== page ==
Sunday, June 19, 2011

Searching for Satori under a full moon

Amber Dorrian (Wisdom Quarterly)

A golden conclave of Buddhas, Chiang Mai, Thailand (

Full moon day in June, Poson. Sri Lankan Buddhist temple, Pasadena. On a quest for an epiphany, a Zen Satori. We gathered round, dressed in white. End to end, knee to knee, back to back, four of us -- Ashley, Pat, me, and Seven.

I could feel breaths expanding and sinking slowly. Soon we were in rhythm. Slower and more slowly. The islanders marveled. What were Americans doing her chanting in an ancient Buddhist language with them?

The night before, the city was alive with Afro-Funk music at Levitt Pavilion, Memorial Park Metro station. Within walking distance of the temple. And the sidewalk chalk festival was in full bloom. Blissed out, long haired, wearing linen as if we had just been pulled in from San Francisco.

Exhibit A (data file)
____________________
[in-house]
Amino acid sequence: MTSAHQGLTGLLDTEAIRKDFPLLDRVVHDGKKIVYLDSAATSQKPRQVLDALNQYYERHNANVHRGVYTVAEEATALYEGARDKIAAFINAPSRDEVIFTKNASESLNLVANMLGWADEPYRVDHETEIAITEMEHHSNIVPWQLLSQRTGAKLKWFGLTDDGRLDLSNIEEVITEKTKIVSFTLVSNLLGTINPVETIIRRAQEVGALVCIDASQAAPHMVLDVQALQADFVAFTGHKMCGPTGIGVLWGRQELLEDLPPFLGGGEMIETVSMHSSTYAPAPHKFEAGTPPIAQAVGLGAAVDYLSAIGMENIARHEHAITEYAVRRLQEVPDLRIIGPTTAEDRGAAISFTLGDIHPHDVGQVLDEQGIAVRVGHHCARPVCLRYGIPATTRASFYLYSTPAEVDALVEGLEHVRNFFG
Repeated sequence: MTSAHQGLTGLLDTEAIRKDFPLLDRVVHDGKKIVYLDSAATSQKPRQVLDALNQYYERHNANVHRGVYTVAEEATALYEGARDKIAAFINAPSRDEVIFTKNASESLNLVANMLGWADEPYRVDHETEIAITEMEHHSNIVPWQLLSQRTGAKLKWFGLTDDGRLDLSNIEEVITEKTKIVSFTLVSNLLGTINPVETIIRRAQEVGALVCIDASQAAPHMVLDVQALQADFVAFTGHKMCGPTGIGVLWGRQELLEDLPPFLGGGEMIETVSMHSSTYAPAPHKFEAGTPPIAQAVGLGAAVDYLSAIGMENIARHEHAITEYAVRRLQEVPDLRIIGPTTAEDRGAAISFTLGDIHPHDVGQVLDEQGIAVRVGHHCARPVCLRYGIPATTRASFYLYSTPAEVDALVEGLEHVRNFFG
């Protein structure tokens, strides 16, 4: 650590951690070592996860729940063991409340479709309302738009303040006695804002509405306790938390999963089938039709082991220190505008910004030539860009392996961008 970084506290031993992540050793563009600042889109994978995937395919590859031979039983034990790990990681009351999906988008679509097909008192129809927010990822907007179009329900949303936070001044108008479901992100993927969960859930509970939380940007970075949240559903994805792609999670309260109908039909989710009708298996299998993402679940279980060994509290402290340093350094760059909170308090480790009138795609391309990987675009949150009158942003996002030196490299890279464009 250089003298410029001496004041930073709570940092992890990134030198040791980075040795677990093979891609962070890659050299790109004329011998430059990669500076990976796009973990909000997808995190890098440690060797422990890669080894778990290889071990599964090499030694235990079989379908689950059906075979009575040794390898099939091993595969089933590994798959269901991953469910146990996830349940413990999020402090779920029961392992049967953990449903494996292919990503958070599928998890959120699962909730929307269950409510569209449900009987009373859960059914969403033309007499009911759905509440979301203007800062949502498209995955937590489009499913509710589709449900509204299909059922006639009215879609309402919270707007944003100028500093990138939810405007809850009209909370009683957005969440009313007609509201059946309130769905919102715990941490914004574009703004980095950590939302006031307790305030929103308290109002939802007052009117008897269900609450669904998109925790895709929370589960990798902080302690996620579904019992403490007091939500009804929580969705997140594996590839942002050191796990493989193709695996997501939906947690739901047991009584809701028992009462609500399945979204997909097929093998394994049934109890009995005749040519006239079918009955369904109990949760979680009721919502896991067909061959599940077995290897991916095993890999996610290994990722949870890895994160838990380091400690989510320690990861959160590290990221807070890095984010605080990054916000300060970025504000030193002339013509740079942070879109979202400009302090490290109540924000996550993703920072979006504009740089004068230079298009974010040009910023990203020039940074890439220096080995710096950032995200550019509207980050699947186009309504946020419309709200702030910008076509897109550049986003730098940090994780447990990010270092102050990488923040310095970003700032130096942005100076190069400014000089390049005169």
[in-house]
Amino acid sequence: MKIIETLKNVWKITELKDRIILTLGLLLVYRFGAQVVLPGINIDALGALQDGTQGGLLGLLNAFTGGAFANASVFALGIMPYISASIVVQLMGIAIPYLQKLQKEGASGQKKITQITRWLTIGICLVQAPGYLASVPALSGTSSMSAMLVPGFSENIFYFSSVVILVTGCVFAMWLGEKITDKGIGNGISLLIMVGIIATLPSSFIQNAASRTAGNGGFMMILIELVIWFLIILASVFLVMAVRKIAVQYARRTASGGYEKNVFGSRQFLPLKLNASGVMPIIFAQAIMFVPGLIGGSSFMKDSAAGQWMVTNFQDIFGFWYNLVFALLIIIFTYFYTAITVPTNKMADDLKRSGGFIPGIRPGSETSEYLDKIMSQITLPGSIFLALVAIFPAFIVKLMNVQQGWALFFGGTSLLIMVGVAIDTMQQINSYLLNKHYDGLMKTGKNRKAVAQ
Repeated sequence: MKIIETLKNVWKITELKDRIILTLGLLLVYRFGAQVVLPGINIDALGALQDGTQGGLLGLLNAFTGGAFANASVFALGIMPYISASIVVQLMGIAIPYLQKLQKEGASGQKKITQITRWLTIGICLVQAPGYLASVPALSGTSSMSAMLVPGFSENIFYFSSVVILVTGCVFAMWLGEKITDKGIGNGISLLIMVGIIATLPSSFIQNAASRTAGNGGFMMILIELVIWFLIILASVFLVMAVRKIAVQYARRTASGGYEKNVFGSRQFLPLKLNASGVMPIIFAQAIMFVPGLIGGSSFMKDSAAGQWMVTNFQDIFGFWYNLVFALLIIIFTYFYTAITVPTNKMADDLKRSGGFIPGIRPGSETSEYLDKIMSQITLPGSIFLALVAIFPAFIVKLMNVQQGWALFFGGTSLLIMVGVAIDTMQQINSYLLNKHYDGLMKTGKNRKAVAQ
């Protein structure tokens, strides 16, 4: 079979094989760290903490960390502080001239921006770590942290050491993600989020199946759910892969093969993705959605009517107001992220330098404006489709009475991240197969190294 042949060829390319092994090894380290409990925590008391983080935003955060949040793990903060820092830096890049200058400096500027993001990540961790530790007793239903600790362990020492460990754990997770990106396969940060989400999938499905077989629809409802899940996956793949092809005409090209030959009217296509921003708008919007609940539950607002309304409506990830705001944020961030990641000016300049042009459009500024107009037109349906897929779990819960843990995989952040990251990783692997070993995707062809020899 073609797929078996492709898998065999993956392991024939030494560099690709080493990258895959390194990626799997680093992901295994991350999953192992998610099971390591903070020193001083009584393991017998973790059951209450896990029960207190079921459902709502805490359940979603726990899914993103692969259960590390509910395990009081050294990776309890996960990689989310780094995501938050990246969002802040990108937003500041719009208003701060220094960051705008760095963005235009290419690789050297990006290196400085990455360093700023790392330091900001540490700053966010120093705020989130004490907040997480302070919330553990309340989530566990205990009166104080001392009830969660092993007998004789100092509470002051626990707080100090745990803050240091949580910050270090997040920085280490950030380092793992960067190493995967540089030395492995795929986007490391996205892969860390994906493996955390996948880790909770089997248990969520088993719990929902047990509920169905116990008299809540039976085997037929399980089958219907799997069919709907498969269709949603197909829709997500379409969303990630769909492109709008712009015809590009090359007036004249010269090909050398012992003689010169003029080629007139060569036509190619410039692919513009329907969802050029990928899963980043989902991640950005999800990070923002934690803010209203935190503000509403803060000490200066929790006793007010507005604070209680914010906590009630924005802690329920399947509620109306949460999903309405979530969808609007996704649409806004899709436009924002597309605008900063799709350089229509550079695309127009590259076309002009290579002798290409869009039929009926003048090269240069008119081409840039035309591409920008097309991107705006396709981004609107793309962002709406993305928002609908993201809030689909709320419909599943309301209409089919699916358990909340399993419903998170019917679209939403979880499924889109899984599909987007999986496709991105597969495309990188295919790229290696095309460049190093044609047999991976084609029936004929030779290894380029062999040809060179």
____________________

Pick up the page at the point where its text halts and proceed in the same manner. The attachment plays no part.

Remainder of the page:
Seven said it was as easy as breathing. All seven of us are Seven so we all agree. But Ashley explained that it's even easier than that. The nun Ayya Susila confirmed it:

"It's impossible, it cannot be that anyone now interested in meditation did not practice in a past life."

If it were not for that past habit, that past practice, they would not now -- in these sour times -- take up so lofty an aspiration. So it's as easy as remembering without thinking, but remembering in the body instead. O, it went like this. This feels right. I just let go, just breathe, just believe.

Maybe it is as easy as dropping doubt, trust and confidence that the Buddha knew and said what he knew. Practice is the highest form of veneration in Buddhism.

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